Someone I Love Dearly (SILD) is a heroin addict who has recently entered treatment for the first time, and this has thrust me into a parallel universe where we all have new identities, distortions of our familiar ones. In this new world, I am a codependent. That means I have gotten so entangled in SILD’s life – futilely trying to fix and re-route and protect, entombing myself in worry and anxiety – that I am in danger of losing my own identity, not to mention niceties like the ability to feel happy. Or successful. Or loved.
So far, I have not been much of an enabler, except to help muster excuses for irresponsibilities. But I can see how enabling is unavoidable once one codepends. Enablers smooth and correct problems, helping addicts avoid consequences of addiction-driven choices and actions. Enabler reports her credit card stolen, then calls off the police when she finds out who – Addict – has been using it. Enabler apologizes and concocts excuses when Addict misses yet another loved one’s birthday party. Enabler notices that Addict forgot to do laundry and handles the chore while Addict sleeps in, probably ignoring the reality that Addict is passed out, not resting, after being too high to care about clean clothes.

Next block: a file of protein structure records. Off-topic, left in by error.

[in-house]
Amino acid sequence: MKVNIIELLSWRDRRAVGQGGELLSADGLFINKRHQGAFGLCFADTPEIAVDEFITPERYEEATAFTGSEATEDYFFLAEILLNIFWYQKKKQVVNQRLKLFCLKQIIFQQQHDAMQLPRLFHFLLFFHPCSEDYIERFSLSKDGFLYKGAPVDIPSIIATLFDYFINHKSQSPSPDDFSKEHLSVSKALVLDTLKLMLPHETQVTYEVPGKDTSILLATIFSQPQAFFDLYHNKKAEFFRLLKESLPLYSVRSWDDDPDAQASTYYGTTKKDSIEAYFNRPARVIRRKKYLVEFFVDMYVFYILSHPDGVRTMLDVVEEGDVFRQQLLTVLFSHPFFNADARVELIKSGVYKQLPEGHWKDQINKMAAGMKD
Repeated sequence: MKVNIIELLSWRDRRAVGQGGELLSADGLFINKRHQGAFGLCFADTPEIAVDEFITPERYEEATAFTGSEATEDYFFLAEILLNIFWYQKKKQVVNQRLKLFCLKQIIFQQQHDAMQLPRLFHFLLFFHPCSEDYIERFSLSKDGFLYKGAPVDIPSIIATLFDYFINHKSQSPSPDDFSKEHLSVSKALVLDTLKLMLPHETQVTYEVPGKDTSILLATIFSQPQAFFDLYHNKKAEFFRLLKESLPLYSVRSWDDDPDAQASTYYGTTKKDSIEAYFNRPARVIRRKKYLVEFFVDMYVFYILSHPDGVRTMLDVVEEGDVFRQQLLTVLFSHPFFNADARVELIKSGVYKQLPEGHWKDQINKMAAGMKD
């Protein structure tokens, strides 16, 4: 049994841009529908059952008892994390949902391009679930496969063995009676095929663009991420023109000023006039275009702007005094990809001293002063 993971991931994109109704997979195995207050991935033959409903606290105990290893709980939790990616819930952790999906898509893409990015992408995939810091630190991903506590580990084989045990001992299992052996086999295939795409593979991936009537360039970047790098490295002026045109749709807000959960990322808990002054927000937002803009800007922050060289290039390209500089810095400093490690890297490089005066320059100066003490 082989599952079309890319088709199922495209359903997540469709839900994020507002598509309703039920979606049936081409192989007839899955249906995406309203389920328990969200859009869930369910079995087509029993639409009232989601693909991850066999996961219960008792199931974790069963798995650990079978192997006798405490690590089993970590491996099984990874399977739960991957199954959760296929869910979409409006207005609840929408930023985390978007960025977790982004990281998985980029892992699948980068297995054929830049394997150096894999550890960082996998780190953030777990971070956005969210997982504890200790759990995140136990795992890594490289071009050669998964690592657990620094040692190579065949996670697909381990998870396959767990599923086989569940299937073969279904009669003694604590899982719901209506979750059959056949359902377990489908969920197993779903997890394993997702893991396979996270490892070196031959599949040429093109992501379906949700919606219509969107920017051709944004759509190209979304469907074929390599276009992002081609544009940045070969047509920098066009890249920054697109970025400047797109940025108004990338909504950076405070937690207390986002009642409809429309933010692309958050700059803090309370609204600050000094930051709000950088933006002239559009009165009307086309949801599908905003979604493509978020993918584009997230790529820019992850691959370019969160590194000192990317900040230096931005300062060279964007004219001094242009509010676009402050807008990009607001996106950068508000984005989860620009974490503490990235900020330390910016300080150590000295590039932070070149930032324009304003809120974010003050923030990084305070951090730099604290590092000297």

It turns out that self-rescue is the only option. Some codependents change because they have become so angry and resentful that they feel no more love for their addicts. I can see getting to that point. Most of the rest of us start the change process because – what else? – we hear that it will help our addicts. But I am determined to stop and to change.
I want my life back, or a new improved version. The catalyst, for me, came with observation of break time at the rehab center. At breaks the alcoholics and other addicts are vivid: talking and laughing – energized and enjoying life despite it all. The families are muted: somber, sad, round-shouldered, resigned. Not a mold I want to fit.